There is a fabulous picture of the M16 gaseous cloud. This is
from the Hubble Space Telescope. This is called the Eagle EGGs
(Evaporating Gaseous Globules.) This doesn't really appear
that way, but each pillar is many light years in length.
The picture colors are not real. We create these from several data sources (X-Ray, Gamma, Light...)
To be able to see such objects we always need to use specific filters on the telescope. Hubble will have all the following filters:The filters can suppress certain light waves, duplicate images, reduce strong lights... Thus it enables anstronomers to looks at many objects we can't see with our eyes.
This picture shows how the particules move in such a
That's also one more proof that space is not empty as we first thought. It's filled with particules all over. Including photons (light) and gravitons (the attraction between objects.)
The movement of the particules can give us a better idea of what happened one day in our own solar system. The pilar is composed of gas and dust. The gas the most present in the cloud is hydrogen (the simplest molecular particule.) The fast movements of the gas on the border of the cloud is due to stars moving out of the cloud.
Like you can see, here we've put some colors on the
We also make many observations of this cloud because it gives us many answers on stars birth.
When there is formation of a dusty area within the cloud (dusty means heavier than the average weight of the cloud) then a star is born. The star will get out of the cloud, already shining. On its way it will take more energy from the gas in the cloud.
The "dust" here is an heavier particule which will transform other hydrogene particules from the cloud to become heavier has well. The first appeared because of the high pressure present within the cloud. Then heavier particules slowly starts to spin and generates a hole in the cloud, because they all "stick" to each other (collapsing in the center of their group.) The heavier formation then starts to turn around itself, generating the gravitation of the star.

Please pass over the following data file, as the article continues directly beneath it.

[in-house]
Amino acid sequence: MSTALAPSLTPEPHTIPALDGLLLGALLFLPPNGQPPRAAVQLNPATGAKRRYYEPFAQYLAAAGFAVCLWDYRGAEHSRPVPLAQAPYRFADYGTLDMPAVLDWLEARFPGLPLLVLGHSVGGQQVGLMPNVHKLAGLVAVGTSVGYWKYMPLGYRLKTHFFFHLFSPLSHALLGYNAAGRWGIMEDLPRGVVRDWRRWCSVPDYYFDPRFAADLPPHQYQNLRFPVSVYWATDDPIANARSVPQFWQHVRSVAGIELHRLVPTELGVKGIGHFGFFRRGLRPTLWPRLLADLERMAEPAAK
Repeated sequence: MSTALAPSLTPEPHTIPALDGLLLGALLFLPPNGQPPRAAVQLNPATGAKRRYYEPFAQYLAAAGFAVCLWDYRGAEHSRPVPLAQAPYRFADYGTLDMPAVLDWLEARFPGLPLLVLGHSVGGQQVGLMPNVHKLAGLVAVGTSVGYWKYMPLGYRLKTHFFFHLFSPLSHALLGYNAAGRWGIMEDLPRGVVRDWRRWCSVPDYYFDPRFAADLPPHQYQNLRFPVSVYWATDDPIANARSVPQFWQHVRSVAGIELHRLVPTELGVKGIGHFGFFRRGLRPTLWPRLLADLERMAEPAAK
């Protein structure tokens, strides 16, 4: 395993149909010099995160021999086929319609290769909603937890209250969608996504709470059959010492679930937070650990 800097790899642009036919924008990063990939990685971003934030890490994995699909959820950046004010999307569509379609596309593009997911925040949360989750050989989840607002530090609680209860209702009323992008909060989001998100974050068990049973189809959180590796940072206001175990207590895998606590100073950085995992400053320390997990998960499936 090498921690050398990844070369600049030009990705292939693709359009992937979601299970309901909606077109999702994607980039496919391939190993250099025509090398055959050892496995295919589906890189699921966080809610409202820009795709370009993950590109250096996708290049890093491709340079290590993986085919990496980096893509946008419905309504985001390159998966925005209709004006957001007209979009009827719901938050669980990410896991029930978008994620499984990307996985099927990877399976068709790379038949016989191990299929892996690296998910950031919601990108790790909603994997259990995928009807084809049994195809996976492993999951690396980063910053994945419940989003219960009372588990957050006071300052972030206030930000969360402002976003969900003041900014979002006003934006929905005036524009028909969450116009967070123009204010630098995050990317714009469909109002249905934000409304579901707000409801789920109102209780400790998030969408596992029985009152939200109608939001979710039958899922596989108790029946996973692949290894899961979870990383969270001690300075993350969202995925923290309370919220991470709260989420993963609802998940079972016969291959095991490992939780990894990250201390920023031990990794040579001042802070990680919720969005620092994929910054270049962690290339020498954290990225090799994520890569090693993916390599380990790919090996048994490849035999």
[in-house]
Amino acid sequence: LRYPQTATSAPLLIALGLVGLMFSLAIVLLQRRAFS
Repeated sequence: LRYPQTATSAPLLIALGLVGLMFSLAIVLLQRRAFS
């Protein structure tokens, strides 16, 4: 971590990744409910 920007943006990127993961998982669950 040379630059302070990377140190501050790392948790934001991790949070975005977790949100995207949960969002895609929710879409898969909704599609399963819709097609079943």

A picture of M16 as seen from Earth, in Australia.
(The picture was taken with the Anglo-Australian Telescope)
Most of the stars in the cluster can be seen offset just above and to the right of the photograph's center. This type of star cluster is called an "open" or "galactic" cluster and typically has a few hundred young bright members. The redness of the surrounding emission nebula gas is caused by electrons recombining with hydrogen nuclei, while the dark regions are dust lanes that absorb much of the radiation that enters it. The dust absorbs so much light it allows astronomers to determine which stars are inside the nebula and which are in the foreground.
More info about M16 at the SEDS.
More pictures of Nebulea (or baby star nests) can be found at the NASA center.
I also found an interesting ftp site where you can find many other pictures!
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